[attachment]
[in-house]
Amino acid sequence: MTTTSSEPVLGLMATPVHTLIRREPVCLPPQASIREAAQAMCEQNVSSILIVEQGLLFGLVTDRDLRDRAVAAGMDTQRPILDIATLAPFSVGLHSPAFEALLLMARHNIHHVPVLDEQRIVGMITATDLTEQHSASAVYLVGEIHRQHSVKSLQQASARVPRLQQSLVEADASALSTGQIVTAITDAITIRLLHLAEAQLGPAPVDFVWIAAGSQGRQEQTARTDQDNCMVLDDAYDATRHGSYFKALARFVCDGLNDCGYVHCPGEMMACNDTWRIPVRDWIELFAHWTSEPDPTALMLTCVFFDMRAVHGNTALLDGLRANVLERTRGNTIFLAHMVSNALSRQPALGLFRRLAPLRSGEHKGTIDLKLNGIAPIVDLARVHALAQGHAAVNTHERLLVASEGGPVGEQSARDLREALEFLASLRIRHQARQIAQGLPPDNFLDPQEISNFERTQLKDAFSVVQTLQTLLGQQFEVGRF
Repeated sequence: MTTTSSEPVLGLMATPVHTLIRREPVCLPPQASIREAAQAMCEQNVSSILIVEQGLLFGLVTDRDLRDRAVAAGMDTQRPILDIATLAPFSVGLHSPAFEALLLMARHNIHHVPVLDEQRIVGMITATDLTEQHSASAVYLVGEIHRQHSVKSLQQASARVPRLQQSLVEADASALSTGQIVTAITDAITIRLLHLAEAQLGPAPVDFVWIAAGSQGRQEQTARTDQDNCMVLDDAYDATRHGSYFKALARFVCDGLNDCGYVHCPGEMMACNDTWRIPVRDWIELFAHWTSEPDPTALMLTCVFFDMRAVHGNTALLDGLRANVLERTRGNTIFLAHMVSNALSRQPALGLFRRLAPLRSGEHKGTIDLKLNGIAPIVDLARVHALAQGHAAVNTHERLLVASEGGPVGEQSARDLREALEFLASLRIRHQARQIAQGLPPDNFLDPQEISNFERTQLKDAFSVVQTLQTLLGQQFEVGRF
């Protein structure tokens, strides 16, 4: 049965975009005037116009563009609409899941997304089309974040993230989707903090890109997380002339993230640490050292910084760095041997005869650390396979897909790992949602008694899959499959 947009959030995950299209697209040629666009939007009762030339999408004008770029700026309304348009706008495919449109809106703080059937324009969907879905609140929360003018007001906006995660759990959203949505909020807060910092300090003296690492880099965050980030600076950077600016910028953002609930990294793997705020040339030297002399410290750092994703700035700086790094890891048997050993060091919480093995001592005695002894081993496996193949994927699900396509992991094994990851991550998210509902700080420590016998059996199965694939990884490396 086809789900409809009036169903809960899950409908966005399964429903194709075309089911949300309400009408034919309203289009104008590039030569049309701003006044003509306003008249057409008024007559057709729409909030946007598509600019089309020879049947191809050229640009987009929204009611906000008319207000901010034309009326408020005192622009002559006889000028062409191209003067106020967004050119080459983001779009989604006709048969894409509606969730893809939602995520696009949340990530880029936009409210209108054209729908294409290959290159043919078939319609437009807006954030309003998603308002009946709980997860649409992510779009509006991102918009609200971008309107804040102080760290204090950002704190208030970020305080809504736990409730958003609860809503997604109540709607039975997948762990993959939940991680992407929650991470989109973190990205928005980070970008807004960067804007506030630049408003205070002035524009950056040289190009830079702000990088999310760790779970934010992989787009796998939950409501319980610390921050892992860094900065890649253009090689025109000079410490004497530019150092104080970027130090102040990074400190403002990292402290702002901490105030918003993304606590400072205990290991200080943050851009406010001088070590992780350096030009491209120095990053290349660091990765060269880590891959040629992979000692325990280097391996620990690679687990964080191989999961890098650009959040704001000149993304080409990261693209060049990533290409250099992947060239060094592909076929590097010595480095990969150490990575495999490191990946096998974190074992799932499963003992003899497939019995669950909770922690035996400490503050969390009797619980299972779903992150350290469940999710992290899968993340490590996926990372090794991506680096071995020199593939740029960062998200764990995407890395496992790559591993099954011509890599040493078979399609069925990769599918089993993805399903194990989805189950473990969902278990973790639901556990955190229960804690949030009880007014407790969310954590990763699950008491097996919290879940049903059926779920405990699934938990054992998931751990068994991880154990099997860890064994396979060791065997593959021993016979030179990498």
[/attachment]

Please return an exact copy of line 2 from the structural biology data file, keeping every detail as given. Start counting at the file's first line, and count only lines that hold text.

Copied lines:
Amino acid sequence: MTTTSSEPVLGLMATPVHTLIRREPVCLPPQASIREAAQAMCEQNVSSILIVEQGLLFGLVTDRDLRDRAVAAGMDTQRPILDIATLAPFSVGLHSPAFEALLLMARHNIHHVPVLDEQRIVGMITATDLTEQHSASAVYLVGEIHRQHSVKSLQQASARVPRLQQSLVEADASALSTGQIVTAITDAITIRLLHLAEAQLGPAPVDFVWIAAGSQGRQEQTARTDQDNCMVLDDAYDATRHGSYFKALARFVCDGLNDCGYVHCPGEMMACNDTWRIPVRDWIELFAHWTSEPDPTALMLTCVFFDMRAVHGNTALLDGLRANVLERTRGNTIFLAHMVSNALSRQPALGLFRRLAPLRSGEHKGTIDLKLNGIAPIVDLARVHALAQGHAAVNTHERLLVASEGGPVGEQSARDLREALEFLASLRIRHQARQIAQGLPPDNFLDPQEISNFERTQLKDAFSVVQTLQTLLGQQFEVGRF